The Lord Ashcroft scandal, more poll woe for the Tories, Gordon Brown's appearance at the Iraq inquiry, the £2.5 bn supertax take and Mugabe's love of Cameron.
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There are yet more allegations of tax avoidance by Lord Ashcroft today as the Tories’ poll lead in 60 key marginals shrinks to just two points. The Guardian reports bills for “huge opinion polls” were sent to the peer’s Belize firm, raising fresh concerns of “systematic tax avoidance” – the Tory deputy chairman exploiting his offshore status to avoid paying VAT on opinion polls he commissioned for the party. Lib Dem Treasury spokesman Vince Cable said: “This is quite serious. We are now not talking just about Ashcroft’s non-dom status, but about systematic tax avoidance in funding Conservative party activities such as polling. How far were the Conservatives aware that Ashcroft did not pay VAT, as would have been incurred by any normal polling activity?” In a seperate development, the Telegraph claims Ashcroft “may have avoided £2m tax on Tory donations”, using a series of companies “to move money from the offshore tax haven of Belize to fund the Tories”.
The Independent reports the collapse of support in the 60 marginals the Tories need to win to gain a majority. The news of the collapse in the Tory lead from seven to just two points will come as a massive blow to the party, especially given the key role Ashcroft played in funding their campaigns in the marginals, the Tories spending £6 million over the past two years in the marginal battlegrounds – far outspending Labour and the Liberal Democrats. The poll puts the Tories on 39% (down 4), Labour on 37% (up 1) and the Lib Dems on 15% (up 2). A seperate analysis of 37 polls this year, carried out by Left Foot Forward yesterday, shows that, on current trends, Labour will overtake the Conservatives in the week of the election.
The prime minister will appear before the Iraq inquiry today, where he is expected to be pressed over claims he underfunded the armed services while chancellor. The Telegraph says the inquiry “has emerged as a potential threat to Mr Brown”, following the appearances of former ministers and officials who have criticised his record while in the Treasury. He has, however, “repeatedly rejected criticism of his record on defence” says the Telegraph, the PM insisting overall spending on defence “has risen consistently”. The Times, meanwhile, has an interview with former chief of the defence staff Lord Guthrie, who repeats the claims against Mr Brown, telling the paper that “not fully funding the Army in the way they had asked … undoubtedly cost the lives of soldiers. He should be asked why he was so unsympathetic towards defence and so sympathetic to other departments.” The PM is expected to start giving evidence to Sir John Chilcot’s inquiry from 10.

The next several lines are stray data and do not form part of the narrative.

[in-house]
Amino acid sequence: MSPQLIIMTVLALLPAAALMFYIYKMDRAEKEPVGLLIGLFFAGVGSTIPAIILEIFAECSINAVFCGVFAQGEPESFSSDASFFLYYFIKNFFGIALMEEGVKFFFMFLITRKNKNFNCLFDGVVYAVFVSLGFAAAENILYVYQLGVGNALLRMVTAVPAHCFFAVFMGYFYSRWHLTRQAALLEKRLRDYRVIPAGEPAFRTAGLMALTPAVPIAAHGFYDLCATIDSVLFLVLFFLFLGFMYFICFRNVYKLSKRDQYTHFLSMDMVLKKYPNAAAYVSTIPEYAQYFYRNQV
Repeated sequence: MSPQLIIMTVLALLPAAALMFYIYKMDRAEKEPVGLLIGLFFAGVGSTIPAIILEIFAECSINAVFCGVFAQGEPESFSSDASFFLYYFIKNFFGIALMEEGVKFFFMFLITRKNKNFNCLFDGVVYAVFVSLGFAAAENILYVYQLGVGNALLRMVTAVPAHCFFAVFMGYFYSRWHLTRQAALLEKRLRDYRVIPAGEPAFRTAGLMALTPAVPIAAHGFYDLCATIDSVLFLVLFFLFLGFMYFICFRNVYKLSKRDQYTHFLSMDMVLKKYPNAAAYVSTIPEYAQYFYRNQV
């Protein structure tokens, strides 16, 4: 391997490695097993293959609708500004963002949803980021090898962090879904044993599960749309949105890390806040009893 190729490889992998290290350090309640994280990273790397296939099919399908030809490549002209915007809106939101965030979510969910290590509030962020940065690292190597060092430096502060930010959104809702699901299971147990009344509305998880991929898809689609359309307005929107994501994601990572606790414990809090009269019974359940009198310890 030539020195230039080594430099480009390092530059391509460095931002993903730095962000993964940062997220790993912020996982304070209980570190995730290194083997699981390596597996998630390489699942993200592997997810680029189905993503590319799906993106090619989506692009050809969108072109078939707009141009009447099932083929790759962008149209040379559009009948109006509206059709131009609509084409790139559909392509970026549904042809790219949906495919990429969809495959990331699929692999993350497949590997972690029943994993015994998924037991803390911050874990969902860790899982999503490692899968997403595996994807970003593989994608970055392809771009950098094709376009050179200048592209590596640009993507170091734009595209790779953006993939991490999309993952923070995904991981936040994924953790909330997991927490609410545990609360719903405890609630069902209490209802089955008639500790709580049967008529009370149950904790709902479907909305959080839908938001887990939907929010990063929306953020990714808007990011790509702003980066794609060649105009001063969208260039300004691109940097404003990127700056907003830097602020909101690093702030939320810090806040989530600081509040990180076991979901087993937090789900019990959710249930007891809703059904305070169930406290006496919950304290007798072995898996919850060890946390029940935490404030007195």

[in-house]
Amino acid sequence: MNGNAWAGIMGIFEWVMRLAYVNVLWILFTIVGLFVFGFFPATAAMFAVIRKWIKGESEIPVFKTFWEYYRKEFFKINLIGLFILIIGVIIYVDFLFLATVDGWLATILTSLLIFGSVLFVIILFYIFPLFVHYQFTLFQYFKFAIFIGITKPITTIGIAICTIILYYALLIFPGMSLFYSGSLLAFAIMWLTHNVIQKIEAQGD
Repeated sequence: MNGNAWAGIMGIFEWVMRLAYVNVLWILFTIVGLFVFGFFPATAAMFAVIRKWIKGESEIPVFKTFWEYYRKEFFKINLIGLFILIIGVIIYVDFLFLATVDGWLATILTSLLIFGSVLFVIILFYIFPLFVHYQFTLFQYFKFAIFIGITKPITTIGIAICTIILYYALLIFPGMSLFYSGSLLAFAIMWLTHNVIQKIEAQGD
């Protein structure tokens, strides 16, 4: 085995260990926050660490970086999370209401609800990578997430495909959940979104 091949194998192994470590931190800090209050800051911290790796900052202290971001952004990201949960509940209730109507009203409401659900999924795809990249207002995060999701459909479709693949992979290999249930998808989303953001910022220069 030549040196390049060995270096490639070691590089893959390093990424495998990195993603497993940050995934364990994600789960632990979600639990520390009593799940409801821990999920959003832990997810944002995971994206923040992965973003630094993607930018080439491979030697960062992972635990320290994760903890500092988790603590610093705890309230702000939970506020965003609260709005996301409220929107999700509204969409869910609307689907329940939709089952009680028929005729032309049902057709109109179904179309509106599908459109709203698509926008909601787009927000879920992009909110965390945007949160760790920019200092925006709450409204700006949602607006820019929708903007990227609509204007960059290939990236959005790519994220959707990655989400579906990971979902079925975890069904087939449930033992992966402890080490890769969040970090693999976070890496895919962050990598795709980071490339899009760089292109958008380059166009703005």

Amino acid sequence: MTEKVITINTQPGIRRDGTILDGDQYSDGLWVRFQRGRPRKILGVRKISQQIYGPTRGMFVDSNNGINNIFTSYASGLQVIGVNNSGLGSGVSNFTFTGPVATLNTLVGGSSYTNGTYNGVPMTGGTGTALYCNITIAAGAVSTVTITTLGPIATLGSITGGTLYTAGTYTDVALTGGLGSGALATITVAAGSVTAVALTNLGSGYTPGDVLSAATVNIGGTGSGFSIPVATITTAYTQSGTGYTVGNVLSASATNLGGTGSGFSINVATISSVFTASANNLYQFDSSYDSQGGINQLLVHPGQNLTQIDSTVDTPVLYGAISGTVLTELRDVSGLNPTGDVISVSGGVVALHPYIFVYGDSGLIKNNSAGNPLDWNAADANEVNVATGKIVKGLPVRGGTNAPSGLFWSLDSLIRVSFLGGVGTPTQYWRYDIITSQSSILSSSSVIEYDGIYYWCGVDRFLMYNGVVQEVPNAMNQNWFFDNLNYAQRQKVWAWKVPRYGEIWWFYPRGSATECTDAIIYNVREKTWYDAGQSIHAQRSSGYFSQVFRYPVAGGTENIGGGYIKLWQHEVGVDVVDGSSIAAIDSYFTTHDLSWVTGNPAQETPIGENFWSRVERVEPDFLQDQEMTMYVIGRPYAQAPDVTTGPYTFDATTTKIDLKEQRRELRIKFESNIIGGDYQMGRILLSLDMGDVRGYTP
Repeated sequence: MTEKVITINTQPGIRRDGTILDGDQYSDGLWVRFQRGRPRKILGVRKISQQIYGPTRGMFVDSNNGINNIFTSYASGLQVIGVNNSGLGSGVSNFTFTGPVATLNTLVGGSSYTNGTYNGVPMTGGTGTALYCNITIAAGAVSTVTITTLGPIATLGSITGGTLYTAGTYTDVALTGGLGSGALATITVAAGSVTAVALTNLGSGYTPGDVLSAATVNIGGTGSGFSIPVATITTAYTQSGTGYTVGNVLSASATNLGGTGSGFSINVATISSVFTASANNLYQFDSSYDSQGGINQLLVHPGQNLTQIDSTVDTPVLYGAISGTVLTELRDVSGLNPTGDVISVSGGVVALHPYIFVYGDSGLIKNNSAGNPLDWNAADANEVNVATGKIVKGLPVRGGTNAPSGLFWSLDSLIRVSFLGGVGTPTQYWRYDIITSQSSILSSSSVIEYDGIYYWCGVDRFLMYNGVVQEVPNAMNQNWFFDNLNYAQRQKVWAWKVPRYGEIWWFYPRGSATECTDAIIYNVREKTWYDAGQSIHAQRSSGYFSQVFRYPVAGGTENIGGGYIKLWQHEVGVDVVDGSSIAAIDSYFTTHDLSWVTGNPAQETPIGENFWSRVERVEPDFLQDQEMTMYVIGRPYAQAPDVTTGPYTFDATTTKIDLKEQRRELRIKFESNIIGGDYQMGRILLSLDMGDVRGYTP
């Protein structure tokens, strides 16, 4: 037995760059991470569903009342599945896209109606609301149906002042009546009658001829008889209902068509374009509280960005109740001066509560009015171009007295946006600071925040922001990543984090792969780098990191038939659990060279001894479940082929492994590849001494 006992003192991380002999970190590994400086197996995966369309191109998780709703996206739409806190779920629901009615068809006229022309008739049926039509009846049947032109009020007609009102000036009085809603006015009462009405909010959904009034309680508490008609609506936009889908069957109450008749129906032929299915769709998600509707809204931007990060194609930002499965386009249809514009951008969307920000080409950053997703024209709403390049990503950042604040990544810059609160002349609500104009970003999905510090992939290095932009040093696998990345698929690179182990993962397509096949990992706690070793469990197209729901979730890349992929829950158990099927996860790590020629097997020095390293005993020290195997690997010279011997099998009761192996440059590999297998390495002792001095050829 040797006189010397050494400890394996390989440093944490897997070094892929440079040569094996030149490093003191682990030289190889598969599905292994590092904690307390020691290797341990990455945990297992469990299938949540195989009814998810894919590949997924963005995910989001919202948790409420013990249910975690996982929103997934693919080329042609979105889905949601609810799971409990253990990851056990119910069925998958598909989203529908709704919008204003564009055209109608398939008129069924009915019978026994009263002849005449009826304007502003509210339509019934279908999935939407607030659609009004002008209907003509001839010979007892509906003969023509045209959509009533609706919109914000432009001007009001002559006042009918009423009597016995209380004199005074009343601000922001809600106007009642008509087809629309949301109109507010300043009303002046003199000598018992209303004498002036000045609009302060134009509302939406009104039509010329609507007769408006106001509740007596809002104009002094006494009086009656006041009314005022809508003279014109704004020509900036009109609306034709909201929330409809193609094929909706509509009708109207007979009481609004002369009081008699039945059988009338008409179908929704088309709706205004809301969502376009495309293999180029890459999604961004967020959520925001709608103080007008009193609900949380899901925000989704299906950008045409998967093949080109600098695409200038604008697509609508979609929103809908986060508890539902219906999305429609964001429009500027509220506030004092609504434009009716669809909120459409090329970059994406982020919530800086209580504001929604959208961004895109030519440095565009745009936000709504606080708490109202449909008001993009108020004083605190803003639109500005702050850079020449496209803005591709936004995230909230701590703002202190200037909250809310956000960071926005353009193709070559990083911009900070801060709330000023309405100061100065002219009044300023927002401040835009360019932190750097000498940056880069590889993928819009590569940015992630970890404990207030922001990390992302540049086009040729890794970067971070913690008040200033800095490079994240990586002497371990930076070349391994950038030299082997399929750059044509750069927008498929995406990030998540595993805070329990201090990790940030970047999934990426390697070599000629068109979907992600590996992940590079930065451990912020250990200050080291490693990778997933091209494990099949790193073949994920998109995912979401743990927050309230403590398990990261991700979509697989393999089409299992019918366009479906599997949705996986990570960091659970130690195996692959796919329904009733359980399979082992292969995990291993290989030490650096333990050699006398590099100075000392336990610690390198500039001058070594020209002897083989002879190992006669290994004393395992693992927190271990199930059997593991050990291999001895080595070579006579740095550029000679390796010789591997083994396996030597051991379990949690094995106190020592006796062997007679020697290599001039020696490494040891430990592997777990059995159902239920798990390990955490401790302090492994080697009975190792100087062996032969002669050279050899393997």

The Financial Times reports the “supertax” on bankers’ bonuses has “pulled in £2.5 billion for the Treasury”. The figure comes from an FT survey of 16 global banks, giving the government “an unexpectedly large windfall to spend ahead of the general election”. The receipts, adds the report, would “exceed by about £1.5bn” the total tax take from a bigger bank bonus pool anticipated before the supertax was imposed, and is considerably more than the £550m the chancellor, Alistair Darling, predicted in December when he announced the surcharge on all bonuses above £25,000. He is now widely expected “to unveil plans to use the extra funds for ‘small targeted measures'” – including “efforts to tackle youth unemployment or to boost ‘industries of the future’,” two major themes in Labour’s election manifesto.
And The Guardian reports the news that Robert Mugabe “backs David Cameron’s Conservatives”. The president of Zimbabwe called the Tories “bold”, also referring to them as “these fools”. He said: “We have always related better with the British through the Conservatives than Labour … Conservatives are bold, Blair and Brown run away when they see me, but not these fools, they know how to relate to others … We have a better chance with David Cameron than with Brown.” The unexpected endorsement followed Brown’s harsh words about the regime during his press conference with the visiting South African president Jacob Zuma this week.
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